# mdpdR

mdpdR allows to apply Minimum Density Power Divergence criterion to parametric regression problems.

## Syntax

• out=mdpdR(y, X, alpha)example
• out=mdpdR(y, X, alpha,Name,Value)example

## Description

 out =mdpdR(y, X, alpha) Call of mdpdR with all default options.

 out =mdpdR(y, X, alpha, Name, Value) Example of use of option yxsave.

## Examples

expand all

### Call of mdpdR with all default options.

Simulate a regression model.

rng('default')
rng(1000)
n=1000;
p=3;
sig=0.01;
eps=randn(n,1);
X=randn(n,p);
bet=3*ones(p,1);
y=X*bet+sig*eps;
[out] = mdpdR(y, X, 0.01);

### Example of use of option yxsave.

Simulate a regression model.

n=100;
p=3;
sig=0.01;
eps=randn(n,1);
X=randn(n,p);
bet=3*ones(p,1);
y=X*bet+sig*eps;
% Contaminate the first 10 observations.
y(1:10)=y(1:10)+0.05;
[out] = mdpdR(y, X, 1,'yxsave',1);
resindexplot(out)

## Related Examples

expand all

### Compare MLE estimator with MDPD estimator (uncontamindated data).

Scenario as in example 1 of Durio and Isaia (2011).

% 600 points generated according to the model
% Y=0.5*X1+0.5*X2+eps
% and n2 = 120 points (outliers), drawn from the model
% X1,X2~U(0,1) eps~N(0,0.1^2)
close all;
n   = 600;
p   = 2;
sig = 0.1;
eps = randn(n,1);
X   = rand(n,p);
bet = 0.5*ones(p,1);
y   = X*bet+sig*eps;
[outalpha1] = mdpdR(y, X, 1);
h1 = subplot(2,1,1);
resindexplot(outalpha1,'h',h1);
title('alpha=1','FontSize',15);
h2 = subplot(2,1,2);
[outalpha0] = mdpdR(y, X, 0);
resindexplot(outalpha0,'h',h2);
title('alpha=0','FontSize',15); ### Compare MLE estimator with MDPD estimator (EX2).

Scenario as in example 2 of Durio and Isaia (2011).

% 480 points generated according to the model
% Y=0.5*X1+0.5*X2+eps
% and n2 = 120 points (outliers), drawn from the model
% Y =0.7X1 +0.7X2 + eps
% X1,X2~U(0,1) eps~N(0,0.1^2)
close all;
sig  = 0.1;
p    = 2;
n1   = 480;
eps1 = randn(n1,1);
X1   = rand(n1,p);
bet1 = 0.5*ones(p,1);
y1   = X1*bet1+sig*eps1;
n2   = 120;
eps2 = randn(n2,1);
X2   = rand(n2,p);
bet2 = 0.7*ones(p,1);
y2   = X2*bet2+sig*eps2;
y    = [y1;y2];
X    = [X1;X2];
n=n1+n2;
group=2*ones(n,1);
group(1:n1)=1;
yXplot(y,X,group)
[out] = mdpdR(y, X, 1);
h1 = subplot(2,1,1);
resindexplot(out,'h',h1);
title('alpha=1','FontSize',15);
h2 = subplot(2,1,2);
[outalpha0] = mdpdR(y, X, 0);
resindexplot(outalpha0,'h',h2);
title('alpha=0','FontSize',15)
varnames={'MLE alpha=0' 'MD alpha=1'};
if verLessThan('matlab', '9.7.0')
varnames=matlab.lang.makeValidName(varnames);
end
% Compare robust and MLE estimate
disp(table(outalpha0.beta,out.beta,'VariableNames',varnames))

### Compare MLE estimator with MDPD estimator (EX3).

Scenario as in example 3 of Durio and Isaia (2011) 480 points generated according to the model Y=0.25*X1+0.25*X2+0.25*X3+0.25*X4+eps and n2 = 120 points (outliers), drawn from the model Y=0.35*X1+0.35*X2+0.35*X3+0.35*X4+eps X1,X2,X3,X4~U(0,1) eps~N(0,0.1^2)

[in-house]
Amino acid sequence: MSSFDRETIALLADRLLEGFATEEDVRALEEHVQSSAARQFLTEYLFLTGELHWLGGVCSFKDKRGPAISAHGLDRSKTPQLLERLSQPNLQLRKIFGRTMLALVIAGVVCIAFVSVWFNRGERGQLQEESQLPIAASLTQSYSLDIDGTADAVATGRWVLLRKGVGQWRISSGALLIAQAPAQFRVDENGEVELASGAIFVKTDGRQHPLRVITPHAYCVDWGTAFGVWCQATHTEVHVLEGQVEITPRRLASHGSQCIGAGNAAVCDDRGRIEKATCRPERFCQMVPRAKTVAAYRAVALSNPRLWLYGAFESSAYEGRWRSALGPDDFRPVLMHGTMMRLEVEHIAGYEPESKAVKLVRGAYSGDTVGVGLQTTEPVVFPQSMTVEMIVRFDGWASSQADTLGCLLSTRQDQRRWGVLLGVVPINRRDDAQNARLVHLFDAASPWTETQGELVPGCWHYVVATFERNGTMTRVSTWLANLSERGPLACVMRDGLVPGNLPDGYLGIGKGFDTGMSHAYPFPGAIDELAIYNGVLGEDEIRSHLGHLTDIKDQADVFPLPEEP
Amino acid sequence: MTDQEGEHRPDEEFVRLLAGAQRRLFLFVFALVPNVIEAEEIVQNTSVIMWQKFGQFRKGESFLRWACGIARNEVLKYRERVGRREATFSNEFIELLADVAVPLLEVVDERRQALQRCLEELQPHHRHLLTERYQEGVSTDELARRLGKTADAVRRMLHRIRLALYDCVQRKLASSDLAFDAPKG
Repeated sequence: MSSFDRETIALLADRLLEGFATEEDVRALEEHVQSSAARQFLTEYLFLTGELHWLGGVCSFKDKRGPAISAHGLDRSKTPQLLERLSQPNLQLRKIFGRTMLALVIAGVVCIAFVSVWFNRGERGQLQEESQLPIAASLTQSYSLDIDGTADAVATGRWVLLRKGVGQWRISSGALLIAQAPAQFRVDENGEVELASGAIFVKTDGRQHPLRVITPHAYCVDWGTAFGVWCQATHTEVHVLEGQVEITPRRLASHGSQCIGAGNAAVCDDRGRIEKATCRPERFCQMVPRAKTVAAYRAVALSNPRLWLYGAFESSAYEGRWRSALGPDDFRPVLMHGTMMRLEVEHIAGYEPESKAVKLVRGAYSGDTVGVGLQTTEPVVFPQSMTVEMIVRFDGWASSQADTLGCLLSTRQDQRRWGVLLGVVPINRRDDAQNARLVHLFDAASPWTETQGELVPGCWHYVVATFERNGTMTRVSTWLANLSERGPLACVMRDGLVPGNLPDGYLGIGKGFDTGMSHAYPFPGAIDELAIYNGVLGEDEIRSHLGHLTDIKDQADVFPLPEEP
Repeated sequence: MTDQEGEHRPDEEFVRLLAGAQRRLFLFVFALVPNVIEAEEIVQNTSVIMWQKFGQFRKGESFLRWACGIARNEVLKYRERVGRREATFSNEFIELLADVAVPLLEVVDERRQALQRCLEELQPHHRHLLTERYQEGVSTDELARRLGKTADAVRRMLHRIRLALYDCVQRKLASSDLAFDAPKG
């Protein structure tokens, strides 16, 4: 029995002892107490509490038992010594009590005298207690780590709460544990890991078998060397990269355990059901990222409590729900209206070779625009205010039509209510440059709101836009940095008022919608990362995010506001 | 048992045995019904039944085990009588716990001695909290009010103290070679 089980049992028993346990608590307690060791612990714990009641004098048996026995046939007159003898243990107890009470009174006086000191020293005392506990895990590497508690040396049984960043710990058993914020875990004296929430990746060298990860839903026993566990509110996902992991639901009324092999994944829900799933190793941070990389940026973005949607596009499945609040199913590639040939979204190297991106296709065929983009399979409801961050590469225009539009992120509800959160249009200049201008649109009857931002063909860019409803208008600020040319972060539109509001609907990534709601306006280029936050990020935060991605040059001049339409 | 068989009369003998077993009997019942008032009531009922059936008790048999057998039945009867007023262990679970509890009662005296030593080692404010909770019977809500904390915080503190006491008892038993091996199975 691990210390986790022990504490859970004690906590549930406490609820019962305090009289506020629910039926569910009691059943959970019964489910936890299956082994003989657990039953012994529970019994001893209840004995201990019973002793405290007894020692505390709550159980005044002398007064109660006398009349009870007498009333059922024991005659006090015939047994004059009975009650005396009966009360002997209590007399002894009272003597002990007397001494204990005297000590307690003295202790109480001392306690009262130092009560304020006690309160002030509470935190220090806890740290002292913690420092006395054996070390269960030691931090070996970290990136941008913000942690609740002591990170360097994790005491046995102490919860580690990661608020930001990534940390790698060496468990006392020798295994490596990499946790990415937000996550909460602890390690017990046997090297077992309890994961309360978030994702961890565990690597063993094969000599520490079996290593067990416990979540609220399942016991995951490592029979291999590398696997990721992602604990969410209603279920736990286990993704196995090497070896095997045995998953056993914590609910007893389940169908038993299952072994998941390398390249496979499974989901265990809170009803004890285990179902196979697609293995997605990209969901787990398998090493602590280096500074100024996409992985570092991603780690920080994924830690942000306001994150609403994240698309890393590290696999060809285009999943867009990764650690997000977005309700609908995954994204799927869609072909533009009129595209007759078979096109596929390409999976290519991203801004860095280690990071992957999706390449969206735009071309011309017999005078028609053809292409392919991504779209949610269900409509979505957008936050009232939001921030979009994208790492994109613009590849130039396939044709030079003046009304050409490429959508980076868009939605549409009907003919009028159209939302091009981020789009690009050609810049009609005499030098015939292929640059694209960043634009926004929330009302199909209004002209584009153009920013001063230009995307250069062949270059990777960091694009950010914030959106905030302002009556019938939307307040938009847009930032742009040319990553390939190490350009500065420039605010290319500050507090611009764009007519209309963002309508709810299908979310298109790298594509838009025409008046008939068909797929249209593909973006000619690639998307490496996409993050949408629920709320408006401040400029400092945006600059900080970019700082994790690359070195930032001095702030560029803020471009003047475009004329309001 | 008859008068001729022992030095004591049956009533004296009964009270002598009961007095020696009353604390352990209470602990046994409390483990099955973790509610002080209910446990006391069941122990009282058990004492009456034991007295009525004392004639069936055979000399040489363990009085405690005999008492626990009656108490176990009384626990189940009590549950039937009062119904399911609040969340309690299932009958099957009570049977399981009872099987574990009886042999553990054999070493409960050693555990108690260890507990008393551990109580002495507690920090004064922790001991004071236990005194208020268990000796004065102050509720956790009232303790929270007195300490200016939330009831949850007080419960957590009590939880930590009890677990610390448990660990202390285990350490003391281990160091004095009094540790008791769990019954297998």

close all;
sig  = 0.1;
p    = 4;
n1   = 480;
eps1 = randn(n1,1);
X1   = rand(n1,p);
bet1 = 0.25*ones(p,1);
y1   = X1*bet1+sig*eps1;
n2   = 120;
eps2 = randn(n2,1);
X2   = rand(n2,p);
bet2 = 0.35*ones(p,1);
y2   = X2*bet2+sig*eps2;
y    = [y1;y2];
X    = [X1;X2];
n = n1+n2;
group= 2*ones(n,1);
group(1:n1)=1;
yXplot(y,X,group)
[out] = mdpdR(y, X, 1);
h1 = subplot(2,1,1);
resindexplot(out,'h',h1);
title('alpha=1','FontSize',15);
h2=subplot(2,1,2);
% MLE estimate
[outalpha0] = mdpdR(y, X, 0);
resindexplot(outalpha0,'h',h2);
title('alpha=0','FontSize',15);
% Compare robust and MLE estimate
varnames={'MLE alpha=0' 'MD alpha=1'};
if verLessThan('matlab', '9.7.0')
varnames=matlab.lang.makeValidName(varnames);
end
disp(table(outalpha0.beta,out.beta,'VariableNames',varnames))

### Compare MLE estimator with MDPD estimator (EX4).

% Compare MLE estimator with MDPD estimator (EX4).
% Scenario as in example 4 of Durio and Isaia (2011)
% 180 points generated according to the model
% Y  = 0.25*X1+eps
% X1~U(0,0.5) eps~N(0,0.1^2)
% and n2 = 20 points (outliers), drawn from the model
% Y  = 0.25*X2+eps
% X2~U(0.5,1) eps~N(0,0.1^2)
% and m points (m=5, 10, 20, 30 40, 50)
% Y  = 0.7*X3+eps3
% X3~U(0.7,1) eps3~N(0,0.05^2)
close all;
sig  = 0.1;
p    = 1;
n1   = 180;
eps1 = randn(n1,1);
X1   = rand(n1,p)*0.5;
y1   = X1+sig*eps1;
n2   = 20;
eps2 = randn(n2,1);
X2   = rand(n2,p)*0.5+0.5;
y2   = X2+sig*eps2;
m    = 5;
X3   = rand(m,p)*0.3+0.7;
eps3 = randn(m,1);
y3   = X3+0.05*eps3;
y    = [y1;y2;y3];
X    = [X1;X2;X3];
group= 3*ones(n1+n2+m,1);
group(1:n1)=1;
group(n1+1:n1+n2)=2;
yXplot(y,X,group)
[out] = mdpdR(y, X, 1);